"Our study..... Major challenges ..., were that not only is there no standard, consistent process for evaluating how well these projects meet their goals, but in fact crucial data elements are either obscured or unavailable for convenient public access."
If there are no standard, consistent processes for evaluating the projects, why would anyone place any credence in the author's conclusions?
"Data for DMU light railway projects were also a problem......, reliable data for only one such project—North County Transportation District's Sprinter line linking Oceanside and Escondido, California."
The cost of Capital Metro's Red line from Leander to downtown Austin, although not central Austin, which is a DMU line, is very well known. The data has been published in numerous sources. In addition, the annual operating costs for the Red Line are available in Austin's annual budgeting and financial statements. This guy was an analyst for Capital Metro, and he does know the cost numbers that have been cited by several sources?
The capital costs to upgrade the Austin and Western for the Red Line commuter service are debatable. The debate centers around Capital Metro claiming that some of the upgrades would have been made irrespective of the planned operation of commuter trains on the railroad. They allocated these costs to freight operations. I don't know of anyone who believes them.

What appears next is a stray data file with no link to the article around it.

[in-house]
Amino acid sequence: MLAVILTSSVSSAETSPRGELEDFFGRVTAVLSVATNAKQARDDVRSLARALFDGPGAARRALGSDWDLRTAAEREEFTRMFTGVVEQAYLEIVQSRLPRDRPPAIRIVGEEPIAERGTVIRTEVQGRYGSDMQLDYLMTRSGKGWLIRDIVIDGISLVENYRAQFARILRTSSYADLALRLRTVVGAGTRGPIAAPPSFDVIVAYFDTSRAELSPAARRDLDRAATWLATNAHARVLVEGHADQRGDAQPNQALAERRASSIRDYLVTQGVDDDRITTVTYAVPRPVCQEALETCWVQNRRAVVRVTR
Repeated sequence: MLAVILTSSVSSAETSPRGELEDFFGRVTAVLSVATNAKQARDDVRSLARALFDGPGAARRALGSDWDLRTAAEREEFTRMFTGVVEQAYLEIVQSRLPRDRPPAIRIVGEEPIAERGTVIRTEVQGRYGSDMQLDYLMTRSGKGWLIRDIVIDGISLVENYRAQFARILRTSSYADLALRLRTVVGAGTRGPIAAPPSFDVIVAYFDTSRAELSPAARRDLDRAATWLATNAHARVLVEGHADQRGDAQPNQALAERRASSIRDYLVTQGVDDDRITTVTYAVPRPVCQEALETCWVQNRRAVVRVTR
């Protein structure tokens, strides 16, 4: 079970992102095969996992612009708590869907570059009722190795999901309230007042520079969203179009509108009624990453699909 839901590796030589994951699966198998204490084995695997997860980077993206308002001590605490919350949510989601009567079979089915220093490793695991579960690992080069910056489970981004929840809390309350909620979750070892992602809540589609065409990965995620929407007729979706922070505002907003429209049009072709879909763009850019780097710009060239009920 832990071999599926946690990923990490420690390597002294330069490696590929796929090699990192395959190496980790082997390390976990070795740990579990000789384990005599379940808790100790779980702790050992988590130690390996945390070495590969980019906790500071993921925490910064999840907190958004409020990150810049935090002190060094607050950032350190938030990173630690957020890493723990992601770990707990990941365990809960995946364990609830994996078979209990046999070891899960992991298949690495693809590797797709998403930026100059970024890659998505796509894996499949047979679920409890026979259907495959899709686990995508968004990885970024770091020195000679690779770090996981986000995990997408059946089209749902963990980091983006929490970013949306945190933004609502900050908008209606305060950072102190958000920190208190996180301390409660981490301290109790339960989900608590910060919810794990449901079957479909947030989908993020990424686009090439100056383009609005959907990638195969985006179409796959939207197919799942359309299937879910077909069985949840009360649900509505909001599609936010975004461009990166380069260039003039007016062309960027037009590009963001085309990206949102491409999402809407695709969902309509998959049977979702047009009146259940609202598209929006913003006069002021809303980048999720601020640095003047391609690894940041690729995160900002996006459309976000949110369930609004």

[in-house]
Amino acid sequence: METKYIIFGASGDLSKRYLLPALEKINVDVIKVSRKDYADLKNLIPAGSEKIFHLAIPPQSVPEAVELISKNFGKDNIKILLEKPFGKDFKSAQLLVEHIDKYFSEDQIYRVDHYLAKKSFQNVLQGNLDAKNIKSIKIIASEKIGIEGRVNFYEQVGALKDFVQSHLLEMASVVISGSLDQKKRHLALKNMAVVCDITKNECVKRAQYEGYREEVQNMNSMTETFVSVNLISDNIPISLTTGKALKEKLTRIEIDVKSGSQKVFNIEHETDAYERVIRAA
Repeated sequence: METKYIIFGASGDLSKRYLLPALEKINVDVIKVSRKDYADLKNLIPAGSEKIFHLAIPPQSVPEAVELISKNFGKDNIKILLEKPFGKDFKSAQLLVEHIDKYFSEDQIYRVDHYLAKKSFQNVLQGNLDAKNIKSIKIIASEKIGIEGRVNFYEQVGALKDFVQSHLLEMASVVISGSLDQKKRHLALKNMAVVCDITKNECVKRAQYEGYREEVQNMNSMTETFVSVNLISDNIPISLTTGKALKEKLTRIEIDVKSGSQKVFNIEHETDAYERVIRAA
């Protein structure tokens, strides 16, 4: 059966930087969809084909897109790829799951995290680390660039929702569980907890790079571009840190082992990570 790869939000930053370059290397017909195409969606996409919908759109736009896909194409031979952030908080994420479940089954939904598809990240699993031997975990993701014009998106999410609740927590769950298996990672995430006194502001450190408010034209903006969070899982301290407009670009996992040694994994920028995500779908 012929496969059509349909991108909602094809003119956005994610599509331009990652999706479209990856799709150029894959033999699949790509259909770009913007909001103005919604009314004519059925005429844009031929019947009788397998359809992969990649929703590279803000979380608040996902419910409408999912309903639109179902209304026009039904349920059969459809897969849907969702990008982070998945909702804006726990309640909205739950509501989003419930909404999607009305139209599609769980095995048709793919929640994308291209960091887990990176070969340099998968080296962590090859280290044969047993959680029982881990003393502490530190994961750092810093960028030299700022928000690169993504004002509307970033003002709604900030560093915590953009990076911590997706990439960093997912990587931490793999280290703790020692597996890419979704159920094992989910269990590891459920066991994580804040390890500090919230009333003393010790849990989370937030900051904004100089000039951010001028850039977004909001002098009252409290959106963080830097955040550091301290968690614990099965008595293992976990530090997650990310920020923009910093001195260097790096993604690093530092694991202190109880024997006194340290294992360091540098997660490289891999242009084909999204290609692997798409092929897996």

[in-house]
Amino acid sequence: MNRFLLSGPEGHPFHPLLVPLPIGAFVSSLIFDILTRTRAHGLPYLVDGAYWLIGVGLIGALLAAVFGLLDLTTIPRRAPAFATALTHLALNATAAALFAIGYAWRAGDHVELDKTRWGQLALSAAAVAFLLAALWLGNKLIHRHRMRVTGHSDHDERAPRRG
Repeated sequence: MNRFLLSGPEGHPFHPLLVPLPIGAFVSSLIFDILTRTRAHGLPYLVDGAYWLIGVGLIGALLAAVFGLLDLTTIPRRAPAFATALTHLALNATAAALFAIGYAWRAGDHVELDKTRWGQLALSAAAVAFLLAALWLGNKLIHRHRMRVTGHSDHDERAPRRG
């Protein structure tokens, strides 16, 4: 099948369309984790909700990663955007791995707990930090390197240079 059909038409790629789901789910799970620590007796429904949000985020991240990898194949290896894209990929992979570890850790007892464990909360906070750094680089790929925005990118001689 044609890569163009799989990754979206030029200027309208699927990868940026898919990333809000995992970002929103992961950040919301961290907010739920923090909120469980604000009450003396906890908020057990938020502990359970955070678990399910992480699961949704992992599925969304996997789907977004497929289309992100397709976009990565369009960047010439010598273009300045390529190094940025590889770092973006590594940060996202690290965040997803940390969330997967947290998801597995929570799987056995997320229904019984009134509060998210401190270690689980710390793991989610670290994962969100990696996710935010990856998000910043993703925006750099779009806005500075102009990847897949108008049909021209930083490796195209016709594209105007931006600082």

"These results suggest that BRT projects do not have any particular advantage when very heavy installation (tunnels, elevated structure, etc.) is involved."
Agreed! But the BRT projects planned for Texas don't involve extensive capital expenditures. The buses will run along existing roadways, i.e. Preston Road in Dallas, Lamar Blvd. in Austin, etc. The capital improvements for Austin's 37.5 mile BRT system are estimated to be $1.3 million per mile. They include pullover zones, new stations, traffic signal upgrades, etc. Similar numbers have been projected for Dallas and San Antonio. They do not include the cost of the buses.
The estimated cost of a proposed light rail system from Austin's airport to downtown and on to the University of Texas campus is approximately $48 to $50 million per mile. This does not include the equipment. These numbers square with the estimated cost to construct the light rail lines in Dallas.
For FY11 the average subsidy for light rail passengers in Dallas was $4.82. The average for bus riders was $5.82. The subsidy for RBT riders probably would be between the two, suggesting that it would take a lot of riders and a long time for the spread to cover the capital cost variances. This is especially true after factoring in the financing costs.
What is the best solution to urban transportation problems is the key question. In some areas it may be light rail; in others it could be BRT. The notion that one size fits all does not sit well with me. Neither does this study.